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Sun, Sep. 14th, 2014, 09:06 pm
Coleman 1 = Coleman 2

A while back, I wrote about my cousin Coleman Wertheim, and how I had two sets of non-contradictory non-overlapping records. I just found a chain of records that proves to my satisfaction that they are indeed the same person.

To review: My great-grandfather Leo had an elder brother Hyman (sometimes Herman), one of whose children was born Kalman Wertheim on 29 Oct 1890, and adapted his name to Coleman. I have a paper trail for him until the 1910 Census; and I have a record of his death in 1975 on Staten Island. (The SSDI record links him based on his date of birth.)

Coleman 2 has a consistent paper trail from 1915 to 1948. He was an auto dealer and chauffer.

Here's the trail, starting with Coleman 2:

1920 US Census, from Ancestry.com at http://interactive.ancestry.com/6061/4313901-01029/85940933?, gives him residing at 477 West St., Brooklyn.

Brooklyn Standard Union, 1 Feb 1920, p. 9, has the notice of incorporation for Ace Motor Sales Company, one of whose founders is Coleman Wertheim, 477 West St., Brooklyn.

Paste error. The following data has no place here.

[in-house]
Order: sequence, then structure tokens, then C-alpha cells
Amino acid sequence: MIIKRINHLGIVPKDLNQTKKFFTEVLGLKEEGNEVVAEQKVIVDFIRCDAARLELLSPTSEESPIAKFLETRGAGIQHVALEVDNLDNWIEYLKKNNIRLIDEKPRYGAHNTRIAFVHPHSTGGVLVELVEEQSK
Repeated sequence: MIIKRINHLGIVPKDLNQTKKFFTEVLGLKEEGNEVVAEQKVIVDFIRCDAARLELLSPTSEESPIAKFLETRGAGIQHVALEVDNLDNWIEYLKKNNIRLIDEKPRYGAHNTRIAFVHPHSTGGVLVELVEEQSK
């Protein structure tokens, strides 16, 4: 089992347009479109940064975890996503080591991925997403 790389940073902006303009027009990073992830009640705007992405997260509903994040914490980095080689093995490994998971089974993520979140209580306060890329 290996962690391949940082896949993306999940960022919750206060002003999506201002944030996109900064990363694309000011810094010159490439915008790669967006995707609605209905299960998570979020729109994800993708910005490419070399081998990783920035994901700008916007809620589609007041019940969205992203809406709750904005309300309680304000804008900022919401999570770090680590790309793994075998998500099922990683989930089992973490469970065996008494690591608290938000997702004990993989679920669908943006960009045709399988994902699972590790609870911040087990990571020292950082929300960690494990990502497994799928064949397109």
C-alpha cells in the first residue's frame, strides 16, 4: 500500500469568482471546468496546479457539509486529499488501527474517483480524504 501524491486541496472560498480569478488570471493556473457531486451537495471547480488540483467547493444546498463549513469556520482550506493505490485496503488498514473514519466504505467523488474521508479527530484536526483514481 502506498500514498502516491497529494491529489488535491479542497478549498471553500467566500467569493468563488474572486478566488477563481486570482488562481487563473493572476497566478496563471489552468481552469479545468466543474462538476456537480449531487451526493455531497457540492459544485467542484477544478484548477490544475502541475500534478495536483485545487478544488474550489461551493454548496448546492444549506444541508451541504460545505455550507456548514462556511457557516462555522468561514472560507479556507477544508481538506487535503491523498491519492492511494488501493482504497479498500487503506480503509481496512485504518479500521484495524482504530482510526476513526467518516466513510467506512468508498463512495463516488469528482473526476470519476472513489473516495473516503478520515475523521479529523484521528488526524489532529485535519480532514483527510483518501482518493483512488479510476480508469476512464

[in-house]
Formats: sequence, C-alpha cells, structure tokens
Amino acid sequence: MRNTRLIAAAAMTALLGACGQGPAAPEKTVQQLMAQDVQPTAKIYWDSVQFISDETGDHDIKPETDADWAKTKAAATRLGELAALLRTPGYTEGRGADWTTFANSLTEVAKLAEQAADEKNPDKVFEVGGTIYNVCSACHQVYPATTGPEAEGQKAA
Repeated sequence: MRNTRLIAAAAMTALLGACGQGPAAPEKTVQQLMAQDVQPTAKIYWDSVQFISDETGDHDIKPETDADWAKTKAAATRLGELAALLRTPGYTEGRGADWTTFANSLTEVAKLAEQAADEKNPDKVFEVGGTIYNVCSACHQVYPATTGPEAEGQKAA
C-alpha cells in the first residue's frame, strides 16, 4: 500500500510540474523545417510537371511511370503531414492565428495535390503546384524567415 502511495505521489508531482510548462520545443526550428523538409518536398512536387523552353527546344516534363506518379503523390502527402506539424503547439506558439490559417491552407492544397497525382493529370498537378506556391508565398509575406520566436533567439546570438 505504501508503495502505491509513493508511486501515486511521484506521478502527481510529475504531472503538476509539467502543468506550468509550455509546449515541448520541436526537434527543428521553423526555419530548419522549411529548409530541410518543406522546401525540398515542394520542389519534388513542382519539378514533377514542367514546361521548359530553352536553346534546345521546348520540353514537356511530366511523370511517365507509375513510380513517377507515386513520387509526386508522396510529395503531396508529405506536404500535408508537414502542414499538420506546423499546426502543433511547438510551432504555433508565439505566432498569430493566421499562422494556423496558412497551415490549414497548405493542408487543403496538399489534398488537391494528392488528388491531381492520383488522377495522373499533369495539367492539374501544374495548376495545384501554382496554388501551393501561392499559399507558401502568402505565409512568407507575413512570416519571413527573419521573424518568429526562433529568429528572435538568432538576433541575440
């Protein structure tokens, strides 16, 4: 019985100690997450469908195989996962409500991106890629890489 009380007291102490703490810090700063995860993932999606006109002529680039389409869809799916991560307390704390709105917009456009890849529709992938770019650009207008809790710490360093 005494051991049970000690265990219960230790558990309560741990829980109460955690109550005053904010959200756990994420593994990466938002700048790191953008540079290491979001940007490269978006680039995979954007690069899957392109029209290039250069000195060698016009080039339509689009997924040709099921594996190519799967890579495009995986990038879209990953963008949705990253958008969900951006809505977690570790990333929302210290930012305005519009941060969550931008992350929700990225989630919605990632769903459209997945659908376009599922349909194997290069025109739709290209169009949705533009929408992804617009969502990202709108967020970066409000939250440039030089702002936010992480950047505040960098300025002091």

Brooklyn Standard Union, 5 Apr 1921, p. 1, "Convict Dr. Kranzer in Stolen Car Deal", is an article about the conviction of Dr. Leo Kranzer, age 30, residing at 65 Tomkins Ave., for grand larceny. "The complainant against him was his cousin, Coleman Wertheim, of 570 East Second St., who conducts the Ace Motor Sales Company, of 279 Flatbush Avenue."

Dr. Leo Kranzer was the son of Nellie Wertheim Kranzer, the sister of Leo and Hyman, and thus a first cousin to both Coleman (1) and my grandmother Rosalie Wertheim. He was the attending physician on the death certificate of Pearl Wertheim, the grandmother of all these cousins. And indeed, according to the 1920 Census, he lived at 65 Tomkins Ave. (See http://interactive.ancestry.com/6061/4313502-00725/32241995?)

So at this point, I am asserting that I have met the Genealogical Proof Standard: Coleman 1 is indeed the same person as Coleman 2.

(In fairness, I should note that although Dr. Kranzer was found guilty, the jury urged mercy because they felt he had been tricked into breaking the law, and he was given a suspended sentence.)

Mon, Sep. 15th, 2014 05:25 pm (UTC)
vettecat

Very cool!